With the new year comes a wide range of brand new books, and people everywhere are desperate to read the latest title from their favourite author, the next instalment in the series they love,  or to simply explore the world of literature.

However, the rise of non-fiction and self-help books has been remarkable as of late, as people become more aware of their health and mental state and look to find information which could help them along their journey to a healthier and happier life, by making positive changes.

Rutger Bruining is the CEO of StoryTerrace, a biography-writing service that connects everyday people with professional ghostwriters, so that they can enjoy their very own biography or full-length memoirs. Rutger shares 5 of the most anticipated books that are set to make a splash this year and help people to take more control of their lives for the better, and discusses the myriad benefits of documenting your own life story.

The Catalyst: How to Change Anyone’s Mind (Jonah Berger)

This title will help you to understand and potentially harness the power of the “catalyst” – the person who makes the difference and initiates real change to influence people, often in the most difficult scenarios. Learn the skills of top salespeople, leaders, activists, hostage negotiators and counsellors, and how they use these skills to their advantage to influence the decisions of others and achieve incredible things.

Successful Aging: A Neuroscientist Explores the Power and Potential of Our Lives (Daniel J. Levitin)

Successful Aging encourages us to completely change our perspectives on the notion of growing older and what the later decades of our life are likely to bring. In an age where our life expectancy is only set to rise, Daniel Levitin provides a new way of approaching the aging process to get the most out of our longer lives.

Don’t Overthink It: Make Easier Decisions, Stop Second-Guessing, and Bring More Joy to Your Life (Anne Bogel)

Arguably one of the most useful and pertinent books in today’s culture, especially for younger generations, Don’t Overthink It provides an approach to being more decisive, deciding how and where to direct your energy and focus, and being more objective in making choices which will help you to spend more time enjoying and revelling in the important things in life.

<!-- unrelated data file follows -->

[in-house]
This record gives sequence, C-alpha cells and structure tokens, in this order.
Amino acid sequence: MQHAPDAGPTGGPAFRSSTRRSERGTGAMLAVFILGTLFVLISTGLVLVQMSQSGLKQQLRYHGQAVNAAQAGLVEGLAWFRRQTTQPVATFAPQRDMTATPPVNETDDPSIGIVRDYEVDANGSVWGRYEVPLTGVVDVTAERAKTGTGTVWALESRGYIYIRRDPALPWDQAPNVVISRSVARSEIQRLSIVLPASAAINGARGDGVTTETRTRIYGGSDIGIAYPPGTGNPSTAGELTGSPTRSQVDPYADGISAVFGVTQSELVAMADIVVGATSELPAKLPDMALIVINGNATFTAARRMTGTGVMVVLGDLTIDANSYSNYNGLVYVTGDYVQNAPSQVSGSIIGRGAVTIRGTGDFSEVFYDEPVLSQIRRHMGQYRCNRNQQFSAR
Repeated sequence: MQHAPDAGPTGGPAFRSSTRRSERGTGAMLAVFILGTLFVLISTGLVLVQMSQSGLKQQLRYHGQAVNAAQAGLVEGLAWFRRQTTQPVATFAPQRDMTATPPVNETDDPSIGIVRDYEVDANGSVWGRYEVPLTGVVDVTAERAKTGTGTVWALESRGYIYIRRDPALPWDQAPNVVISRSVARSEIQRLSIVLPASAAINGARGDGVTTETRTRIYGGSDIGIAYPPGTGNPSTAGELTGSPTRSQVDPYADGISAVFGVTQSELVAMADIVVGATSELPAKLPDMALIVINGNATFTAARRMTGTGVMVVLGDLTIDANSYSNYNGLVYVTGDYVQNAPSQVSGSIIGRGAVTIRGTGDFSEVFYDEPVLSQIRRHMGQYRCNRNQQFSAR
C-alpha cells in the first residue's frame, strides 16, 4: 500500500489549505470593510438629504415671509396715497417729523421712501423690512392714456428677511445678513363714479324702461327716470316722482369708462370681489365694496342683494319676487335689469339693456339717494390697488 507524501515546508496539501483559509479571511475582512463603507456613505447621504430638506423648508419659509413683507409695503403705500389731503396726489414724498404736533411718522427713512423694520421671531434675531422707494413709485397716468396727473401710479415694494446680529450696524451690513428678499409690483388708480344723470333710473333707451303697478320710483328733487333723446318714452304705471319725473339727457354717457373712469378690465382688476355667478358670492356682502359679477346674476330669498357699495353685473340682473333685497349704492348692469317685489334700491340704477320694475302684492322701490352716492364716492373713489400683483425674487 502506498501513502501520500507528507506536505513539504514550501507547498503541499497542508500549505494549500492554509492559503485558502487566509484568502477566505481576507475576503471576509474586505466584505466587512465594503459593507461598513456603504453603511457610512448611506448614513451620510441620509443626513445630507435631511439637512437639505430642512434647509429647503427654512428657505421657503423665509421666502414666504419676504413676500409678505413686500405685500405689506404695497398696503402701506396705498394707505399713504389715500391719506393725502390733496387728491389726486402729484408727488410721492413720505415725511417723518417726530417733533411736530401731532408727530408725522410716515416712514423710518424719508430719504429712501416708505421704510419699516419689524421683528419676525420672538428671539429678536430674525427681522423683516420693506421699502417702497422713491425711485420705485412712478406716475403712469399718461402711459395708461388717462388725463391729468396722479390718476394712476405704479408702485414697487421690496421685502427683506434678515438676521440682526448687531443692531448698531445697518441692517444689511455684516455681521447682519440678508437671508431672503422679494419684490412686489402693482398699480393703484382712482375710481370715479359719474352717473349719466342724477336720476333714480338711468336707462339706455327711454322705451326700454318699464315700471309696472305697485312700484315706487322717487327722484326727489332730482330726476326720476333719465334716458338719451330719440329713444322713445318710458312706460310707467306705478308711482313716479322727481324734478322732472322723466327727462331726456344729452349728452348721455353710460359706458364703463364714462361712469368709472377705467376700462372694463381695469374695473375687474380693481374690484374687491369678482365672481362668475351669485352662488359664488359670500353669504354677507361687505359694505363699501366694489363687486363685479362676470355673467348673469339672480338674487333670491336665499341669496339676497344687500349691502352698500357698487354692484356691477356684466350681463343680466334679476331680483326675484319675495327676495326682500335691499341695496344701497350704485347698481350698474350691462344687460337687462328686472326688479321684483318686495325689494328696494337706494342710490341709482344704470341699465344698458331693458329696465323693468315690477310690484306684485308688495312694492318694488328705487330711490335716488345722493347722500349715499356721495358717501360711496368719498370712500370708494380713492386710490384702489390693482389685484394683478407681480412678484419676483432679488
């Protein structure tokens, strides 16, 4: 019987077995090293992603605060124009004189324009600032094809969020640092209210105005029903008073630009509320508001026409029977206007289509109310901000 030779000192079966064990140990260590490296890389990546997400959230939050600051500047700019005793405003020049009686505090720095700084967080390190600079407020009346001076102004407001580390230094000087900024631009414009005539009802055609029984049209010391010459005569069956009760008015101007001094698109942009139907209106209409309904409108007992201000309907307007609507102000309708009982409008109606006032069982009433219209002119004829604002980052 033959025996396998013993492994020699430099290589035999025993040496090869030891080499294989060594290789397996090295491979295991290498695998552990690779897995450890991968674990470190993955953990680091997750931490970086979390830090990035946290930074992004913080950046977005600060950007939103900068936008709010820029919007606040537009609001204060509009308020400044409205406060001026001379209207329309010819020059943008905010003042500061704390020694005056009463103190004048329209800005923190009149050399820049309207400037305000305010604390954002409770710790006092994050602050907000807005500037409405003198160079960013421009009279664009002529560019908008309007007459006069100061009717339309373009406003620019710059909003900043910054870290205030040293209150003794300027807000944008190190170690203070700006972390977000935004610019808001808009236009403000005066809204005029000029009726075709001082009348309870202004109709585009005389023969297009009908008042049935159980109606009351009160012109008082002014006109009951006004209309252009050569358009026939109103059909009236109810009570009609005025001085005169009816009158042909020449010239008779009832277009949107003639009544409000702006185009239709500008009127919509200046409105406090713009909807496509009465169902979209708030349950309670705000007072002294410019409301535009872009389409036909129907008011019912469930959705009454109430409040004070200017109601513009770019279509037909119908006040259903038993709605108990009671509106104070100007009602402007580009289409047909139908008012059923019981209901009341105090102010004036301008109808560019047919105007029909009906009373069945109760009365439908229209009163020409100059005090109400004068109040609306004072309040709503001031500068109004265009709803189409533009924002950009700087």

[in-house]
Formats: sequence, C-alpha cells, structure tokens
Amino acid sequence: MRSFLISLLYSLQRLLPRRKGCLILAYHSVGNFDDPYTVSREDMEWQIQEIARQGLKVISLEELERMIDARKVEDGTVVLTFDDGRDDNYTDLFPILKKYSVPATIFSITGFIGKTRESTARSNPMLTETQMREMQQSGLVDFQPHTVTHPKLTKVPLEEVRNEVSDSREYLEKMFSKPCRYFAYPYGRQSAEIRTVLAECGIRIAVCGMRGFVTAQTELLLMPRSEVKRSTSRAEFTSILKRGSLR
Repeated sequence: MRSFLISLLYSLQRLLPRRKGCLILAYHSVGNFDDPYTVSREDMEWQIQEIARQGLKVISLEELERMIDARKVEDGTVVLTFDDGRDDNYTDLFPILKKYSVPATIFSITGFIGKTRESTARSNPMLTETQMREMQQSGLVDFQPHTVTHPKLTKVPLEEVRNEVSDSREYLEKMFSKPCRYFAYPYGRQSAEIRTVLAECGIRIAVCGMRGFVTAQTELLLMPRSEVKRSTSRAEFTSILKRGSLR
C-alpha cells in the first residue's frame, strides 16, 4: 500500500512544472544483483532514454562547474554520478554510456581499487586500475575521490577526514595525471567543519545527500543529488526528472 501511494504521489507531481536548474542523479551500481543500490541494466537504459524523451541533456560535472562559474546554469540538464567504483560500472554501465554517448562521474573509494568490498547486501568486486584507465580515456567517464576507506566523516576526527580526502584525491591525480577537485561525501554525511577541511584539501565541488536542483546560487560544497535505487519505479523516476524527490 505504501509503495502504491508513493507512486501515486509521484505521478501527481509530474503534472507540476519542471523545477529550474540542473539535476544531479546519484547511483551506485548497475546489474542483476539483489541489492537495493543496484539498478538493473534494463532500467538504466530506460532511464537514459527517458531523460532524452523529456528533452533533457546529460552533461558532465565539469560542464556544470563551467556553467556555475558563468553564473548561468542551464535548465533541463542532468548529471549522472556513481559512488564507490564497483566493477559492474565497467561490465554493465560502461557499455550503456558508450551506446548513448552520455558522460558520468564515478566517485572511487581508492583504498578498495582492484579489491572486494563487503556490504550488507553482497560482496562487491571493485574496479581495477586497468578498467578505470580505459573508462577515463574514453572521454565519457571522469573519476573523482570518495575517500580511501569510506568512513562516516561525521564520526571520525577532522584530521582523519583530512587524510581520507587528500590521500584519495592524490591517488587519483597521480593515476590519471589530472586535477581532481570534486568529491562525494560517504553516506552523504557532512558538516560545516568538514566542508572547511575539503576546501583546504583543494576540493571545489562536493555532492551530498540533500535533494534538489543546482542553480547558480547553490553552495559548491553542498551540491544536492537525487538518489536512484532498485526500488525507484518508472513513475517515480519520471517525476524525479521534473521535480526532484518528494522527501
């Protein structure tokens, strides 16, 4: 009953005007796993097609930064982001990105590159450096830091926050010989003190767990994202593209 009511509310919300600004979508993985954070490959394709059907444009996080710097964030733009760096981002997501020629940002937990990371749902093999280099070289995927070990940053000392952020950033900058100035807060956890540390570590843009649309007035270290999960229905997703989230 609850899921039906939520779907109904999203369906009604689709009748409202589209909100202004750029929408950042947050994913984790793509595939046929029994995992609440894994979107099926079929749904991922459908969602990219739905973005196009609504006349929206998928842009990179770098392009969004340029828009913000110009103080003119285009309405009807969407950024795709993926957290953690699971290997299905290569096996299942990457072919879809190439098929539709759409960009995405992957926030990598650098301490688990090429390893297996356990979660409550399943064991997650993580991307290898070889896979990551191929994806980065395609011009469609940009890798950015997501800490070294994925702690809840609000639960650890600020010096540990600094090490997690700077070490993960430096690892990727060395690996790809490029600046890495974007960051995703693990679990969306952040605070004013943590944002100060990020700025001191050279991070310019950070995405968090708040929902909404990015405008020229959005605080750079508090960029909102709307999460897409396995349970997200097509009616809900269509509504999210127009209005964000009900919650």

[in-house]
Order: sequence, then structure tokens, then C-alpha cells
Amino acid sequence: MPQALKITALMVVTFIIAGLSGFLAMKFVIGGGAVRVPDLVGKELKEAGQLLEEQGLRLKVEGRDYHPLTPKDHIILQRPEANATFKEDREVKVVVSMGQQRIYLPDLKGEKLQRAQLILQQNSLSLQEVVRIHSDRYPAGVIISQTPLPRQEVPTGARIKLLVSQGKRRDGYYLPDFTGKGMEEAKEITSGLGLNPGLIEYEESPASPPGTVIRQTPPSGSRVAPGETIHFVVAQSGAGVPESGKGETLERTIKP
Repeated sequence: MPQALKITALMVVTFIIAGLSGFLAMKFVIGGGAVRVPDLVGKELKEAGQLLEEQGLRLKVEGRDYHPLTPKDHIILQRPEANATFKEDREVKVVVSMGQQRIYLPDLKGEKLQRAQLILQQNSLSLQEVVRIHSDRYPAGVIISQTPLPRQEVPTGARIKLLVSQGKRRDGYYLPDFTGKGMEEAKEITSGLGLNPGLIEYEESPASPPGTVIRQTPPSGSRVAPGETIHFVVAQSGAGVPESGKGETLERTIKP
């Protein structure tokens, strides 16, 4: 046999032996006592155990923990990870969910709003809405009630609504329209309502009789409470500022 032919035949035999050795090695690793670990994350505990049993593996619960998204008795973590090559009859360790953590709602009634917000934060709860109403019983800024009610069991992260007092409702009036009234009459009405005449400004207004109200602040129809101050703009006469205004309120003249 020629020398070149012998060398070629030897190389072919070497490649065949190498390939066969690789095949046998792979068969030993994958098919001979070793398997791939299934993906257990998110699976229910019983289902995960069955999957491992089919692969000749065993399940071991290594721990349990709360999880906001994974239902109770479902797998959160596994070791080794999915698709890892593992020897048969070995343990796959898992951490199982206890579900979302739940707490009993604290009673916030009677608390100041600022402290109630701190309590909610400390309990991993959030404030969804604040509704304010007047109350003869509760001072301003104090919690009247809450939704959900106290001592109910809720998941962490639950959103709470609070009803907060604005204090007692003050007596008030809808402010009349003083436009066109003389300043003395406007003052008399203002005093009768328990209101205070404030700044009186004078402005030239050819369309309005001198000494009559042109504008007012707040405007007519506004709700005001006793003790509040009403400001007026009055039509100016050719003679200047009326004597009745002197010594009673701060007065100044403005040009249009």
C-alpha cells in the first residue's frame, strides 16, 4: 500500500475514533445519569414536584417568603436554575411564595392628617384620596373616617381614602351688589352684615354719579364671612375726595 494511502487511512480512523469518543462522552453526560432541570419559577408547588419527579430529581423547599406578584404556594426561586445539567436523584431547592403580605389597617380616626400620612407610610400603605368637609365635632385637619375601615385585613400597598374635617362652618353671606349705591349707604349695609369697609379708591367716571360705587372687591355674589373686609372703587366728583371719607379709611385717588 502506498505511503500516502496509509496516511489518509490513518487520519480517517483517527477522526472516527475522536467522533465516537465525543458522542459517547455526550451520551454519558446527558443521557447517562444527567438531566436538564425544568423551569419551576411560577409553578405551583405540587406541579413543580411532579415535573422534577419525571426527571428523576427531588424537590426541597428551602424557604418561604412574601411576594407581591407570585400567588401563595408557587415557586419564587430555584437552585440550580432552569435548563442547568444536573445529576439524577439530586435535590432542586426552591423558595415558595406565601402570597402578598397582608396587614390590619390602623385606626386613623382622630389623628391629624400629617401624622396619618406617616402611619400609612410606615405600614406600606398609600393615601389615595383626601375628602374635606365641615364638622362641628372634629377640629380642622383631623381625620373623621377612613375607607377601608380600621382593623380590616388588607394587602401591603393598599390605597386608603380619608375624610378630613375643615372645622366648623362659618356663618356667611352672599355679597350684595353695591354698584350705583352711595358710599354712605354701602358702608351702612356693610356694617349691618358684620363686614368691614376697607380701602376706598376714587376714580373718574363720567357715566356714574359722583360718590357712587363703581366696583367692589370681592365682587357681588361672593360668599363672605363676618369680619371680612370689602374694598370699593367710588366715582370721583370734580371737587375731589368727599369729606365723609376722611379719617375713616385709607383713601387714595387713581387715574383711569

You’re Not Listening: What You’re Missing and Why It Matters (Kate Murphy)

Kate Murphy is a longtime journalist who has written for The New York Times and The Economist. In You’re Not Listening, Kate shares examples from conversations across her career with people from all walks of life;  secret service agents, bartenders, CEOs and toddlers, to explain how the art of listening and paying attention can truly make a huge difference in your life and your chances of success.

The Lady’s Handbook for her Mysterious Illness (Sarah Ramey)

Unlike the other books on this list, The Lady’s Handbook is a memoir of Sarah Ramey’s experiences contending with a mysterious illness, and her attempts to discover the ailment that she was suffering from that had stumped doctors for years. The memoir discusses how many of today’s illnesses are born from our environment, and educate the reader on how the cornerstones of our health, (diet, sleep, exercise, work and social interactions) can interact to have adverse effects on how we feel.

“With the almost limitless access to information that we have in today’s world, we are arguably more aware as a society than ever before, both in terms of wider social issues, and our own health on an individual basis. It’s great to see that authors are noticing this trend, and producing books which provide ideas and information to help people eager to improve themselves and lead better lives on their journey. However, if you’re somebody who recognises the benefits of such books, perhaps the best book you could read this year is the story of your OWN life or one of your older relatives.  

One thing that few of us consider is the power within the lessons and experiences that we can take from our own personal stories. Looking into your past; the highs, the lows, the failures and successes; can often provide you with a great many lessons and knowledge to take forward with you, if you truly pay attention. What’s more, these lessons can be invaluable for those around you, particularly younger generations of your family, to bring them closer to you and to help them learn from the experiences you have enjoyed or endured.”